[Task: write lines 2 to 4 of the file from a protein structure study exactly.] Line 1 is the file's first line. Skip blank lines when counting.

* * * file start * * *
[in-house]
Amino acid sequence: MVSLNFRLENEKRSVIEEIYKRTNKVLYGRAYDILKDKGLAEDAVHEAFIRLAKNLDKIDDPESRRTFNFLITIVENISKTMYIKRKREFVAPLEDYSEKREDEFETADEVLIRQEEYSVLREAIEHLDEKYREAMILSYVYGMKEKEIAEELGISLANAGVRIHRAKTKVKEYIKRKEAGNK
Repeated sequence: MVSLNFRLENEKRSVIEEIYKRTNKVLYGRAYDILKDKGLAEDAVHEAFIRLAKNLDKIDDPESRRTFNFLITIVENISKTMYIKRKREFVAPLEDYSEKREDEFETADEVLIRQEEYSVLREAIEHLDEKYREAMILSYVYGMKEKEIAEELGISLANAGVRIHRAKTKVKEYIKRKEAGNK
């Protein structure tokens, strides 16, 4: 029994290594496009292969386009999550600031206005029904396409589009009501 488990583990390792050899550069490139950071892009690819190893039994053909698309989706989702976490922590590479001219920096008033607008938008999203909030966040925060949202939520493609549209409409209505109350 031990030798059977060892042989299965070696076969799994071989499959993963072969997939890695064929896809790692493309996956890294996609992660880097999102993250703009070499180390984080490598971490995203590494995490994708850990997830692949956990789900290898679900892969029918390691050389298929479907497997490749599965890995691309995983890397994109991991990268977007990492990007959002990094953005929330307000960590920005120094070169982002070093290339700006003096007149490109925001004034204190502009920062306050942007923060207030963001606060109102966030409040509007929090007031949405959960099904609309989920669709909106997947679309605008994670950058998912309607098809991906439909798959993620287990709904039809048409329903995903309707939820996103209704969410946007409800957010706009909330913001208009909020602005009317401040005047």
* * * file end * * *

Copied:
Amino acid sequence: MVSLNFRLENEKRSVIEEIYKRTNKVLYGRAYDILKDKGLAEDAVHEAFIRLAKNLDKIDDPESRRTFNFLITIVENISKTMYIKRKREFVAPLEDYSEKREDEFETADEVLIRQEEYSVLREAIEHLDEKYREAMILSYVYGMKEKEIAEELGISLANAGVRIHRAKTKVKEYIKRKEAGNK
Repeated sequence: MVSLNFRLENEKRSVIEEIYKRTNKVLYGRAYDILKDKGLAEDAVHEAFIRLAKNLDKIDDPESRRTFNFLITIVENISKTMYIKRKREFVAPLEDYSEKREDEFETADEVLIRQEEYSVLREAIEHLDEKYREAMILSYVYGMKEKEIAEELGISLANAGVRIHRAKTKVKEYIKRKEAGNK
């Protein structure tokens, strides 16, 4: 029994290594496009292969386009999550600031206005029904396409589009009501 488990583990390792050899550069490139950071892009690819190893039994053909698309989706989702976490922590590479001219920096008033607008938008999203909030966040925060949202939520493609549209409409209505109350 031990030798059977060892042989299965070696076969799994071989499959993963072969997939890695064929896809790692493309996956890294996609992660880097999102993250703009070499180390984080490598971490995203590494995490994708850990997830692949956990789900290898679900892969029918390691050389298929479907497997490749599965890995691309995983890397994109991991990268977007990492990007959002990094953005929330307000960590920005120094070169982002070093290339700006003096007149490109925001004034204190502009920062306050942007923060207030963001606060109102966030409040509007929090007031949405959960099904609309989920669709909106997947679309605008994670950058998912309607098809991906439909798959993620287990709904039809048409329903995903309707939820996103209704969410946007409800957010706009909330913001208009909020602005009317401040005047």